Mapping the evolution of Detroit’s Woodbridge neighborhood

Grab your laptop, sit down, and click through a new interactive map that showcases the last century-and-a-half of housing history in the Woodbridge neighborhood. 

From the arrival of French settlers to present day, the built environment of the community two miles from downtown Detroit and its many changes are documented online in the map filled with archived newspaper clippings, property and population records, historical photos, and more. 

“Realistically, the city and the neighborhood are not that old comparatively to other parts of the world, other parts of the country, but it’s gone through a hell of a lot of change,” said Mark Jones, a Geographic Information System (GIS) expert who created the map for the Woodbridge Neighborhood Development Corporation (WNDC), which steered and funded the project. 

The mapping is ripe with surprising and intriguing nuggets, like video of horses transporting the 800-ton Scripps library building across the street, details about how the Detroit community almost hosted the National Curling Championship and the castle on Grand River that used to be a police precinct. 

According to the map, the oldest standing home in the neighborhood is from 1873. 

Christine Holmes, director of Policy and Property Development for WNDC, said the story map was created as a continuation of the community engagement work WNDC was doing in 2020 to address resident concerns about new development happening in Woodbridge on vacant lots.

In response, WNDC conducted a six-month community engagement process involving more than 150 residents, resulting in design guidelines for development and infill housing. 

“The history project and infill development and design guidelines are really sort of in reaction to the development that is happening in our neighborhood,” Holmes said. 

“The idea was to talk about how and who built the neighborhood back in the late 1800s, through the early 1900s,” Holmes said. “But then really discuss how the federal and local policy and planning decisions, those forces, helped shape how the neighborhood has changed since then.”

A Detroit Free Press classified ad from 1879 for one of many homes in Woodbridge built by brothers Henry Clay Hodges and Charles Carroll Hodges. (Screenshot from the Woodbridge Housing StoryMap)

Woodbridge once had two movie theaters, a bowling alley, multiple grocery stores, an artisanal ice cream plant, and a curling rink, among other amenities. But the businesses were all lost during urban renewal in the 1960’s when neighborhoods of color were targeted for “slum clearance.”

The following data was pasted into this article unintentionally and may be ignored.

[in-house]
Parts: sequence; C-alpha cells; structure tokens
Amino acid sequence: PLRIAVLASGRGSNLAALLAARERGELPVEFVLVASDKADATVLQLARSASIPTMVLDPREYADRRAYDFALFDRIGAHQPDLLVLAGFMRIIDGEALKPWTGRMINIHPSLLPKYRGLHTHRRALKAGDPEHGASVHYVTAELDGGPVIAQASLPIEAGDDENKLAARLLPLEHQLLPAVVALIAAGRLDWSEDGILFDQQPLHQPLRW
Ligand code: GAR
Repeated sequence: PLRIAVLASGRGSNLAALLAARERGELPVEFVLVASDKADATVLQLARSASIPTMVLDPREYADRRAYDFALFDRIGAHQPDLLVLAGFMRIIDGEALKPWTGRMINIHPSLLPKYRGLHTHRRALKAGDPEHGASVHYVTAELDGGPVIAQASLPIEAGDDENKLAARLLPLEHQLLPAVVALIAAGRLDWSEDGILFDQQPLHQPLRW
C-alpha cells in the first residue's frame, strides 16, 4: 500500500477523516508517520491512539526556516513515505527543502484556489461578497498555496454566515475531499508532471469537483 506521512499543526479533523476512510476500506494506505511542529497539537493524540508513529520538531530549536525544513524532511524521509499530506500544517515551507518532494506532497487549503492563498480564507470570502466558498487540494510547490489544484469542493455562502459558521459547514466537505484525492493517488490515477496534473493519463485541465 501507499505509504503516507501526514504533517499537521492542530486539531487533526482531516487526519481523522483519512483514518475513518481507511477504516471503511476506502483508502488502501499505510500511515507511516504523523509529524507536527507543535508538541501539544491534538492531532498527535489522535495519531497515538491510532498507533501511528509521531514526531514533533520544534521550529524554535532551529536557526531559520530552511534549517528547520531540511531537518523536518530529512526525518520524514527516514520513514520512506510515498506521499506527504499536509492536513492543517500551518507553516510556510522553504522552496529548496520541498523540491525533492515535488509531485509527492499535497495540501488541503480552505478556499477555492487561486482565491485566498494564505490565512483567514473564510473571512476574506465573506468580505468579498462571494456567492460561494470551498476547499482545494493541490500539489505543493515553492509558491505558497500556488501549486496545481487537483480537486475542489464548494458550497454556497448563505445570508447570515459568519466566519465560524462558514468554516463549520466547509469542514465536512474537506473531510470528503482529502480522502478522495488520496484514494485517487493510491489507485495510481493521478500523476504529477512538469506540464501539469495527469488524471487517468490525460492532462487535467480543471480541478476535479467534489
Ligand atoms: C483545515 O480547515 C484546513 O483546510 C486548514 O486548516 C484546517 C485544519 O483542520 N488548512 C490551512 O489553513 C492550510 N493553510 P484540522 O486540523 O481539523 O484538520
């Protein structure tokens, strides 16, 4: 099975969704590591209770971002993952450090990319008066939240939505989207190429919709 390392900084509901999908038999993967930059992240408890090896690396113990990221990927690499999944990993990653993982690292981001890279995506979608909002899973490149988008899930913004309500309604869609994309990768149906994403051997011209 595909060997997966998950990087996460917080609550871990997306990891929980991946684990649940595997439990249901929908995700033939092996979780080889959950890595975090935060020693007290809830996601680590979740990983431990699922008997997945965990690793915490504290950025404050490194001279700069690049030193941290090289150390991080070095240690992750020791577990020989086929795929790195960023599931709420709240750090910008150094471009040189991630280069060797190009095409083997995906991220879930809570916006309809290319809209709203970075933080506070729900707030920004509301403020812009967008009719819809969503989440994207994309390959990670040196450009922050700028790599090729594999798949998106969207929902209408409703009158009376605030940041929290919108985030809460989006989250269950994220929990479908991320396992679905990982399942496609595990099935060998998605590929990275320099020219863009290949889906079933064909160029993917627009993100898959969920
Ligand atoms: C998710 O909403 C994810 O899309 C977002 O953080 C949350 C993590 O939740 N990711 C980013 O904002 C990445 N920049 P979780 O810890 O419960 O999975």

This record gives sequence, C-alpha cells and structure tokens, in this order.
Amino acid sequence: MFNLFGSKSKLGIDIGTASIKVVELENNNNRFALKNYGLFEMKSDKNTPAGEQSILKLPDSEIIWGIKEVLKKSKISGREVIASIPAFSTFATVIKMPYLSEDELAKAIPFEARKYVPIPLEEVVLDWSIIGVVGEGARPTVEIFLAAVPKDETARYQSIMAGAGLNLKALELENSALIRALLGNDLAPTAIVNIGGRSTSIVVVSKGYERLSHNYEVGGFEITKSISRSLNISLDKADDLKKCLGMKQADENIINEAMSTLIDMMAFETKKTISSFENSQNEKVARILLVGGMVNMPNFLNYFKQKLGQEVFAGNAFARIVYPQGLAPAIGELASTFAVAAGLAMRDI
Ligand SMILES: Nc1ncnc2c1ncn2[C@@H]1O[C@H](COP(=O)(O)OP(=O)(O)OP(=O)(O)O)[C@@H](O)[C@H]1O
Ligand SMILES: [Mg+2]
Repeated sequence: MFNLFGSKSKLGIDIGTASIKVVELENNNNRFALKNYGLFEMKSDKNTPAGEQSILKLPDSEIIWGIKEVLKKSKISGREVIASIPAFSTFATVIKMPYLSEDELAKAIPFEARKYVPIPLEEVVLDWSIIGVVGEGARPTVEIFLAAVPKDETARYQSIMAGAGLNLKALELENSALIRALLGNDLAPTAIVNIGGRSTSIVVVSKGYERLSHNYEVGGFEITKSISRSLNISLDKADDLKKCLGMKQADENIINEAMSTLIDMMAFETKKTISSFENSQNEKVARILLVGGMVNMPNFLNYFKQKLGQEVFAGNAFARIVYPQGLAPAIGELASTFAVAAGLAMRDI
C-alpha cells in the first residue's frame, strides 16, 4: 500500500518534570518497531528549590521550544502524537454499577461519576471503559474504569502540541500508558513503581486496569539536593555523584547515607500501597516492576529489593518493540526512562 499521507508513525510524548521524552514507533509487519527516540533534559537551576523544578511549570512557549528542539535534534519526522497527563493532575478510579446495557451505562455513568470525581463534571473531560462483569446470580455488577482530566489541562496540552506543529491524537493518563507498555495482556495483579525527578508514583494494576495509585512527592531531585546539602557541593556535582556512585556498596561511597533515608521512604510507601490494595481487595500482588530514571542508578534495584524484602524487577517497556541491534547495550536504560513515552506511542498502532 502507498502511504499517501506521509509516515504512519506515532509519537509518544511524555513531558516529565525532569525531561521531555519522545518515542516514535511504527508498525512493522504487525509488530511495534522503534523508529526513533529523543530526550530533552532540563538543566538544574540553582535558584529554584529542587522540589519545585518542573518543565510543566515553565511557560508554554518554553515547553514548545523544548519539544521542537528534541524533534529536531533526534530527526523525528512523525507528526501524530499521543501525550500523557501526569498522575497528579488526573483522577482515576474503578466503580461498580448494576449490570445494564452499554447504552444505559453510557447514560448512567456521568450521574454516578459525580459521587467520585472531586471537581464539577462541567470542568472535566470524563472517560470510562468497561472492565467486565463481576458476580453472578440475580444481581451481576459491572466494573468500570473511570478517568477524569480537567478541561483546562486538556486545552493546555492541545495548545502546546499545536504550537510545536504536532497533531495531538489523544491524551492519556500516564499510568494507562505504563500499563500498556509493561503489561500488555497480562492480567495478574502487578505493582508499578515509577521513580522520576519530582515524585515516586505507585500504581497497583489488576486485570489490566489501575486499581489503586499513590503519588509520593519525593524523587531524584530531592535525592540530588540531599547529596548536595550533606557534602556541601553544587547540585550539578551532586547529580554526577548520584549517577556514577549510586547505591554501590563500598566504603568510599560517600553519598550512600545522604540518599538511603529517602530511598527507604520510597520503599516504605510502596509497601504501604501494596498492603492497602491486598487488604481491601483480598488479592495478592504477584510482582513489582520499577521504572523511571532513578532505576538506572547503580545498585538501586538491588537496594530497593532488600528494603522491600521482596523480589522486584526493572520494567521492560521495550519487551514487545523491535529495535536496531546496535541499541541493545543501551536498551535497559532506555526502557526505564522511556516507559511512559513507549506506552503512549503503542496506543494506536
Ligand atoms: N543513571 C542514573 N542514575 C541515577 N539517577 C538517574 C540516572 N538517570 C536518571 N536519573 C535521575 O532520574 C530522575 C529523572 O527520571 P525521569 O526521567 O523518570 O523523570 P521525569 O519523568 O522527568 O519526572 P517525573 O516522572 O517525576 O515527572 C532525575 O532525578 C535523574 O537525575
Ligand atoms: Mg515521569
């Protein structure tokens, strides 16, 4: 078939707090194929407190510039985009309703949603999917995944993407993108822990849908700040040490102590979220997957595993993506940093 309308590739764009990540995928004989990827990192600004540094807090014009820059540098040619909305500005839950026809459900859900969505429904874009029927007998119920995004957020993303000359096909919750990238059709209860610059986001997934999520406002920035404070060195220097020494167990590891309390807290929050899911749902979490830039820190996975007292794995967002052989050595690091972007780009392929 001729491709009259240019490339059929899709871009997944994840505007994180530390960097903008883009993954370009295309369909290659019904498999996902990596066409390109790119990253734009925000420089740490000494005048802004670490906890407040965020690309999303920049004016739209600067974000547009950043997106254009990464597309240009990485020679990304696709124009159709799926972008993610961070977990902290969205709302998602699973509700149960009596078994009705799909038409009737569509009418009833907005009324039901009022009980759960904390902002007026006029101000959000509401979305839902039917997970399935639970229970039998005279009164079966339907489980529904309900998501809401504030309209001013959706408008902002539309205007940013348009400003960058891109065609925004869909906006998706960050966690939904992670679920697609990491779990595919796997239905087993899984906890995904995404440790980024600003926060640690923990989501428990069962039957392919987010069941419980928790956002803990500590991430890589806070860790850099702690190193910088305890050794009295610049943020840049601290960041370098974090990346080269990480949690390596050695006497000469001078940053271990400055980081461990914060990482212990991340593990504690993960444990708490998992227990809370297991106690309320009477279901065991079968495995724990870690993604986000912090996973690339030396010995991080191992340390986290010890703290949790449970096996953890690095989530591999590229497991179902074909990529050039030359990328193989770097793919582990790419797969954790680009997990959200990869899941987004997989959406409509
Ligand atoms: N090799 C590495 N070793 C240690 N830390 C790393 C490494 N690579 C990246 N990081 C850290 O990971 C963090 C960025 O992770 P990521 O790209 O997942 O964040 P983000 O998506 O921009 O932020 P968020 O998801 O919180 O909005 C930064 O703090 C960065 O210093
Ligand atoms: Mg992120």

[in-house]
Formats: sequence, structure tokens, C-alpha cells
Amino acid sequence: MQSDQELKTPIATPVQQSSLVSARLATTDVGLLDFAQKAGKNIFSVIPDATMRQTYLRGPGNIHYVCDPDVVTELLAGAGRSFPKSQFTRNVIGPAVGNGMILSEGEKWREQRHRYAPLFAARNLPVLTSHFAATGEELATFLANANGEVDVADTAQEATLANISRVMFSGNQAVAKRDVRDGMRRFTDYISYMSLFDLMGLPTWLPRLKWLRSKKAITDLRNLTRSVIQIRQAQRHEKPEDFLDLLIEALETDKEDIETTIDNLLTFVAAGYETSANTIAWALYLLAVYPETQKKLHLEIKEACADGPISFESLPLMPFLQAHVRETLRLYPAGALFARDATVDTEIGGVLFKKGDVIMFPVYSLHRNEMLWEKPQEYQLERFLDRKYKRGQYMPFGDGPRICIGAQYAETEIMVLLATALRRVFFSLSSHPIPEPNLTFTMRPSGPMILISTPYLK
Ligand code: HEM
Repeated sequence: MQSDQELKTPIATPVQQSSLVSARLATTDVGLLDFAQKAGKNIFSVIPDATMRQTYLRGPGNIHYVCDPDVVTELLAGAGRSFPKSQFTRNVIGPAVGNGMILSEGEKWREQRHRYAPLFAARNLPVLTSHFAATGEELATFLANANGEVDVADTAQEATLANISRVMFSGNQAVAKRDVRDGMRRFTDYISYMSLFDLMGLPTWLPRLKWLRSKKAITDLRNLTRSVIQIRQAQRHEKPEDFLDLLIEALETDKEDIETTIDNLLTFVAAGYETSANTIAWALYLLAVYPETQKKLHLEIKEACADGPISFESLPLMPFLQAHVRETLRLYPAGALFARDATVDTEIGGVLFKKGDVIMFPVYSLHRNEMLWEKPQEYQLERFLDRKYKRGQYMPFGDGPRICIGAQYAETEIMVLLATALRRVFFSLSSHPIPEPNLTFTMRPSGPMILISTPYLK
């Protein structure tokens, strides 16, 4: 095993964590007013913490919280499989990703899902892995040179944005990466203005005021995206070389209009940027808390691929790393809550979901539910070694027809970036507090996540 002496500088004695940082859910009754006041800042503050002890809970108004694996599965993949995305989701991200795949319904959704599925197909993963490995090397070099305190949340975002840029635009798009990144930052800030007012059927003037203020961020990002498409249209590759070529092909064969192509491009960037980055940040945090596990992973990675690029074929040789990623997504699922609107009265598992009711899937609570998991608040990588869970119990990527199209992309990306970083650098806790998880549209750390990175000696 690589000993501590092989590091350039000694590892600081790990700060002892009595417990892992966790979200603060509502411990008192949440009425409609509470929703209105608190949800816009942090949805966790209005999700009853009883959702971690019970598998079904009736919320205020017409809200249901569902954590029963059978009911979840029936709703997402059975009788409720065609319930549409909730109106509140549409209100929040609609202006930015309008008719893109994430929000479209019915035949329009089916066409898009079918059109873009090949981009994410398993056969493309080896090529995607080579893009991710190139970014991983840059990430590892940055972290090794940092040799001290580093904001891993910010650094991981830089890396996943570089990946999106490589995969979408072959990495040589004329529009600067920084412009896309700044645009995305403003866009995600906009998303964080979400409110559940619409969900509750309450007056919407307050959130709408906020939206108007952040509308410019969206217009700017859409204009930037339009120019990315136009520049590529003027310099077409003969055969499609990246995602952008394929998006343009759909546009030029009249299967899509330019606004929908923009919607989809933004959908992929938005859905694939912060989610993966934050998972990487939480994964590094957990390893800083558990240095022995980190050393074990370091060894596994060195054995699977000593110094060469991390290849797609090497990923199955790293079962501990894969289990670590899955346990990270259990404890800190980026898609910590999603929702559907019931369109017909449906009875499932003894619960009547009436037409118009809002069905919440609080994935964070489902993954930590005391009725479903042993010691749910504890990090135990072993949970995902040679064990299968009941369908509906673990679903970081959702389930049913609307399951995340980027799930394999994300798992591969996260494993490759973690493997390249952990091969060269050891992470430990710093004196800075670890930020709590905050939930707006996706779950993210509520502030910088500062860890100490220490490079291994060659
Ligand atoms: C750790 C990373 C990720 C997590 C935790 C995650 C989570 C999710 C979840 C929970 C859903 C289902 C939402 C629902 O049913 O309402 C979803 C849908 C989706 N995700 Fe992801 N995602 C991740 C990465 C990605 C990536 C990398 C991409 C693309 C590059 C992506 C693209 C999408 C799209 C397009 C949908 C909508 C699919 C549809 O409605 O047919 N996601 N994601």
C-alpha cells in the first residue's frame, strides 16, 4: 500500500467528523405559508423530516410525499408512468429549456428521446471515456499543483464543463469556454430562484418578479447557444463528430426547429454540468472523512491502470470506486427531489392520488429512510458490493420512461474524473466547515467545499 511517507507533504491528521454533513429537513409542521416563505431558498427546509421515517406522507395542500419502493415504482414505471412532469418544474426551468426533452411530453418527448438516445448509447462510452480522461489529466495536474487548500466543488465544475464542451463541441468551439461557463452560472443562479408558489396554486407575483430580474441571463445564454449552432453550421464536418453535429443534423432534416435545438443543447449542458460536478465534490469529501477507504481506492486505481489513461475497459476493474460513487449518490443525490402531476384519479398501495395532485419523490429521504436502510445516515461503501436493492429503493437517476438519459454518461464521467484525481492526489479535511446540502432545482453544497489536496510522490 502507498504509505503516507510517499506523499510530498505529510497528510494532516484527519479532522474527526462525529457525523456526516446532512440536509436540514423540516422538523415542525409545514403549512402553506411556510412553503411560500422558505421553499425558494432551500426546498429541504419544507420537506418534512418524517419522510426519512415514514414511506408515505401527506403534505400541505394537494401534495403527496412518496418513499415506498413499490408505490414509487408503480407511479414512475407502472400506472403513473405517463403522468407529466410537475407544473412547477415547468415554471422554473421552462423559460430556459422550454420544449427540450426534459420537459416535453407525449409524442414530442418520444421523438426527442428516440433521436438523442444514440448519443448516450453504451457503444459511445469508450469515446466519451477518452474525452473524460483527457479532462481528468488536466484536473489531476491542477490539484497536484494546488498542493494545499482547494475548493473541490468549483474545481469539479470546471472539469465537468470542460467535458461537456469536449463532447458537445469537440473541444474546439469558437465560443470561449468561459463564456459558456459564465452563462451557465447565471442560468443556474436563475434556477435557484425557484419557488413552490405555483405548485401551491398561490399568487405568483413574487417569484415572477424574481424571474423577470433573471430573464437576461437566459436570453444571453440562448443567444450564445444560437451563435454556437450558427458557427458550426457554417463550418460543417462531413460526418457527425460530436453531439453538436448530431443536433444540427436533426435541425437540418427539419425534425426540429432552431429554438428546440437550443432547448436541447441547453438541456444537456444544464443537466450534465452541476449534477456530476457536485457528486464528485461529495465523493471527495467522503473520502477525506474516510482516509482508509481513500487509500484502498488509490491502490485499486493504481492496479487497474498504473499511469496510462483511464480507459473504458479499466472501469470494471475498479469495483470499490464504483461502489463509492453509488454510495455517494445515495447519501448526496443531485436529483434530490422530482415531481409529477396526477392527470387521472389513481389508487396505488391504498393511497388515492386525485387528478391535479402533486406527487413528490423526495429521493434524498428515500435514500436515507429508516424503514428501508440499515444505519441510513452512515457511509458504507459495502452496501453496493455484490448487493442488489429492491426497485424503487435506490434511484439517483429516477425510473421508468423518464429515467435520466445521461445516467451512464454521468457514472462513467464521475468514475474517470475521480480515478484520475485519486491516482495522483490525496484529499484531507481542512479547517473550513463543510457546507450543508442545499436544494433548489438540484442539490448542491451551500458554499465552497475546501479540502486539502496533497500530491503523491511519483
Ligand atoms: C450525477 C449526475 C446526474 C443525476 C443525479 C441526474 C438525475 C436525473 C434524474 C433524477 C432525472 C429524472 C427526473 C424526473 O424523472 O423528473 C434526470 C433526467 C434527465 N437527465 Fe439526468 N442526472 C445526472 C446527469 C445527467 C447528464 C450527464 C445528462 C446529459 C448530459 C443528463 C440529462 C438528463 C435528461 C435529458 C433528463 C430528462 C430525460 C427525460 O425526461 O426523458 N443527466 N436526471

Wayne State University and the Detroit City Planning Commission cleared out 254 acres of land–essentially half of Woodbridge. As a result, the neighborhood that was once growing and filled with life, turned into “a disaster area” per a Detroit Free Press newspaper clipping in the map. 

“On every block are boarded-up homes or apartment buildings, looking blind and gagged. Here and there homes are burnt, charred, gutted, dotted with broken windows: the grim signs of the vandal,” a 1970 editorial from Free Press writer Michael Maidenberg reads. 

Approximately 220 acres of Woodbridge were cleared out, but many of the initial plans for Wayne State were never realized, according to the story map. 

Jones said he hopes to keep adding to the map, to show recent population growth and new economic development in the neighborhood. 

From the late 1800s up to the 1960s an average Woodbridge mini-mansions sold for $4,000 -$10,000. Fast forward to today, and the same homes sell for upwards of $500,000. The neighborhood has also gained several bars, a Japanese restaurant, and a coffee shop in the last two decades.

The red areas denote the first subdivisions of Woodbridge. The green lines show the study area for the Woodbridge Housing StoryMap. (Screenshot)

The mapping project was created using a mix of publicly available documents and records. Jones, who is a GIS and data analyst for the City of Detroit, estimates that it took him 20 hours a week for a year to build the site. Soon, the oral histories of longtime Woodbridge residents will be added to the site. 

“There’s a lot of history that happened only within 120 years,” Jones said. “It is not a long period of time for history, but there was a whole lot that happened.” 

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